New jobless claims rose last week in Washington state as many seasonal jobs ended and as employers faced continued uncertainty over federal pandemic relief and the coming holiday season.
Washingtonians filed 14,681 new, or “initial,” claims for regular unemployment benefits last week, a 3.4% increase over the prior week, the state Employment Security Department (ESD) reported Thursday.
Nationally, initial claims fell last week by 0.3%, to 751,000, compared with a week earlier, the Labor Department said Thursday.
The number of Washingtonians collecting unemployment benefits last week was 302,858 — 7.8% of the state’s workforce — virtually unchanged from a week earlier.
Some Washingtonians are still seeing delays in receiving benefits. As of last week, 19,843 claimants were not receiving benefits and were waiting for the ESD to resolve a question with their claim, the agency reported. That was a drop of 2.4% from the prior week. The average time needed to resolve delayed claims was 9.2 weeks, up from 9.1 weeks the week before.
Since March 8, the ESD has paid out $12.1 billion in benefits, roughly two-thirds of it from federal programs, to approximately 1.07 million individuals.
Washington’s increase in jobless claims reflected the lingering economic effects of the pandemic — claims are running at more than twice the level of a year ago — but also seasonal labor fluctuations.
New jobless claims rose 78% for workers in agriculture, forestry, fishing and hunting, industries that are affected by seasonal hiring, according to state figures. The construction sector, which also has lots of seasonal hiring, saw a 5% increase in claims.
One positive sign: accommodation and food services, two sectors that have been especially hard-hit during the pandemic, saw only a small increase in the number of new claims.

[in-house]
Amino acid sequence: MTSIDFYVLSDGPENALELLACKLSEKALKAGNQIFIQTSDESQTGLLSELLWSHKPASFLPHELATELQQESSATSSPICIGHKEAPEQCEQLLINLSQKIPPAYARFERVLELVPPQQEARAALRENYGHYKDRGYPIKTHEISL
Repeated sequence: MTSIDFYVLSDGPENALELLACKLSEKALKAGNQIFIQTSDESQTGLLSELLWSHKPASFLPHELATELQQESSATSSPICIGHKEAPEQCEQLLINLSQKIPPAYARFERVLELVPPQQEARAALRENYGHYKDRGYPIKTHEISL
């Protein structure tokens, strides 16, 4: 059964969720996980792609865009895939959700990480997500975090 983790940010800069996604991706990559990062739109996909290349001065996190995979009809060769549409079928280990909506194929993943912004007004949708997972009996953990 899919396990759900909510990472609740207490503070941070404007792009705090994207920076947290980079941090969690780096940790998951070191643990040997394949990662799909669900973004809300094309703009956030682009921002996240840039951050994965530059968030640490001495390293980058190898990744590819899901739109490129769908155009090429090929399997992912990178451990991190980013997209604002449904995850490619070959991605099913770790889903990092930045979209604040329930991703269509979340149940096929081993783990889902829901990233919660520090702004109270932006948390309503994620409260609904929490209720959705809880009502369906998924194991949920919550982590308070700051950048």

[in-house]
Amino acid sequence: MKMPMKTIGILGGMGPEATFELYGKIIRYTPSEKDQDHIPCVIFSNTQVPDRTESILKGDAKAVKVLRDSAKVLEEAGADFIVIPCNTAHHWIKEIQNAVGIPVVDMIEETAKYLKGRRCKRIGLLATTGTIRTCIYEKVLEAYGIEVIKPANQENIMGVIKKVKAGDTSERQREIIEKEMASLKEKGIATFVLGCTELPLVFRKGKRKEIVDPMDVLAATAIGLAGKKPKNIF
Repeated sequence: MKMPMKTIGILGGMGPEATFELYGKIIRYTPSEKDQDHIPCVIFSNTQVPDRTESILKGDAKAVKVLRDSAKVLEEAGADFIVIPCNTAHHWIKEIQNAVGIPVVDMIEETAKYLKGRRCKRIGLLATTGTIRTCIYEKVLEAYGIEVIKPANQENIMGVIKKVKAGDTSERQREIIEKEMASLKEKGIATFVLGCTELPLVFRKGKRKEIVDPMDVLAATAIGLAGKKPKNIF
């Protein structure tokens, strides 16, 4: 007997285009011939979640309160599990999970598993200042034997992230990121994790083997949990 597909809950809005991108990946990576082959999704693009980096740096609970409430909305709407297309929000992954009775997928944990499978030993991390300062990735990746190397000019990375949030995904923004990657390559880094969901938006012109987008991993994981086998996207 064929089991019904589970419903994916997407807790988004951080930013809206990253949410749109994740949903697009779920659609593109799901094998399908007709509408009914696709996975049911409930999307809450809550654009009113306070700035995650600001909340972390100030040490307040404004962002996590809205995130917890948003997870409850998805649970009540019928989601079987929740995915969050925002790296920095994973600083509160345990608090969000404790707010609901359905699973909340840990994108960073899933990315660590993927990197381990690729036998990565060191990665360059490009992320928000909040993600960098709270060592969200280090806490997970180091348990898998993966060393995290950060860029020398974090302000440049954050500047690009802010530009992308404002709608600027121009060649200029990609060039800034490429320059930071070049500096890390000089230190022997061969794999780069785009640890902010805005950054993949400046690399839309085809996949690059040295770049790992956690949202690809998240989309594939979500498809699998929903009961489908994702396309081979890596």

But economists pointed to two areas of concern.
Consumers might cut back on holiday spending and might also stay away from brick-and-mortar retailers because of concerns about COVID-19, said Jacob Vigdor, an economist at the University of Washington’s Evans School of Public Policy and Governance. “This would add up to anemic seasonal hiring,” Vigdor said.
Holiday hiring could also be affected by negotiations over a second round of federal pandemic relief for workers and employers that have been stalled for months.
Although Senate Republicans have discussed passing a new relief package after the election, any controversy over the election might hamper negotiations between Congress and the White House, Vigdor said.
“It’s hard to imagine President Trump pivoting from an intense partisan battle over vote counts to negotiating with [House Speaker] Nancy Pelosi,” Vigdor said. “And the things at stake in those [relief] negotiations — another round of payments to families, support for state and local government — matter a lot for families wondering if they’ll have anything resembling a normal holiday season.”
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